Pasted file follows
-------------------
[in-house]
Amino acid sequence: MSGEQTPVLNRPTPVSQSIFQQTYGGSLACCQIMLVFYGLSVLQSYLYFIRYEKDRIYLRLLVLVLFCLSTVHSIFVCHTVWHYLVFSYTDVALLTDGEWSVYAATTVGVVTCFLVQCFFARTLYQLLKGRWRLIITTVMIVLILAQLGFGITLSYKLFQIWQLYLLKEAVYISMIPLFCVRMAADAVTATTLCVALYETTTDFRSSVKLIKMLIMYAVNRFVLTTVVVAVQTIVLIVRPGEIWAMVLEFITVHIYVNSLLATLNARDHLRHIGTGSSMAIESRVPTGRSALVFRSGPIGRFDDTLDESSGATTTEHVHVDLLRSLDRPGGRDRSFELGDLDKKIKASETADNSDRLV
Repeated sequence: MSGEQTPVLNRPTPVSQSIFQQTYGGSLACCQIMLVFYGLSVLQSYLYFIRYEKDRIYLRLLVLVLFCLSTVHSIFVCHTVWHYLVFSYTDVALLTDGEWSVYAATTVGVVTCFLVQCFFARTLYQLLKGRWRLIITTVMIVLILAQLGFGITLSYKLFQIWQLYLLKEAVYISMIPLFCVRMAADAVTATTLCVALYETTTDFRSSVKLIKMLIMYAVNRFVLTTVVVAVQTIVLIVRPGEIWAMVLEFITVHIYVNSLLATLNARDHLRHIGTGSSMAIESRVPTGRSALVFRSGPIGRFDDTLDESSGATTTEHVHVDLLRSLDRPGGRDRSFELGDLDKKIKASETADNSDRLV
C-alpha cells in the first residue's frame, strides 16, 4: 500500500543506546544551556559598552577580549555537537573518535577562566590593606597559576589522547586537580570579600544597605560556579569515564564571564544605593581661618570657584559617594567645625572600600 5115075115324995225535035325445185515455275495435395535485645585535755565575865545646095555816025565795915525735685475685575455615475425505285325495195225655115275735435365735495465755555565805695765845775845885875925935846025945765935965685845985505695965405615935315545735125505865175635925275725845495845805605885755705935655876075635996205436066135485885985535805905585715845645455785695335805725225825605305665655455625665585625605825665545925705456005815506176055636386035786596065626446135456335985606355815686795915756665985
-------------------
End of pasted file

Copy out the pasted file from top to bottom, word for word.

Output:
[in-house]
Amino acid sequence: MSGEQTPVLNRPTPVSQSIFQQTYGGSLACCQIMLVFYGLSVLQSYLYFIRYEKDRIYLRLLVLVLFCLSTVHSIFVCHTVWHYLVFSYTDVALLTDGEWSVYAATTVGVVTCFLVQCFFARTLYQLLKGRWRLIITTVMIVLILAQLGFGITLSYKLFQIWQLYLLKEAVYISMIPLFCVRMAADAVTATTLCVALYETTTDFRSSVKLIKMLIMYAVNRFVLTTVVVAVQTIVLIVRPGEIWAMVLEFITVHIYVNSLLATLNARDHLRHIGTGSSMAIESRVPTGRSALVFRSGPIGRFDDTLDESSGATTTEHVHVDLLRSLDRPGGRDRSFELGDLDKKIKASETADNSDRLV
Repeated sequence: MSGEQTPVLNRPTPVSQSIFQQTYGGSLACCQIMLVFYGLSVLQSYLYFIRYEKDRIYLRLLVLVLFCLSTVHSIFVCHTVWHYLVFSYTDVALLTDGEWSVYAATTVGVVTCFLVQCFFARTLYQLLKGRWRLIITTVMIVLILAQLGFGITLSYKLFQIWQLYLLKEAVYISMIPLFCVRMAADAVTATTLCVALYETTTDFRSSVKLIKMLIMYAVNRFVLTTVVVAVQTIVLIVRPGEIWAMVLEFITVHIYVNSLLATLNARDHLRHIGTGSSMAIESRVPTGRSALVFRSGPIGRFDDTLDESSGATTTEHVHVDLLRSLDRPGGRDRSFELGDLDKKIKASETADNSDRLV
C-alpha cells in the first residue's frame, strides 16, 4: 500500500543506546544551556559598552577580549555537537573518535577562566590593606597559576589522547586537580570579600544597605560556579569515564564571564544605593581661618570657584559617594567645625572600600 5115075115324995225535035325445185515455275495435395535485645585535755565575865545646095555816025565795915525735685475685575455615475425505285325495195225655115275735435365735495465755555565805695765845775845885875925935846025945765935965685845985505695965405615935315545735125505865175635925275725845495845805605885755705935655876075635996205436066135485885985535805905585715845645455785695335805725225825605305665655455625665585625605825665545925705456005815506176055636386035786596065626446135456335985606355815686795915756665985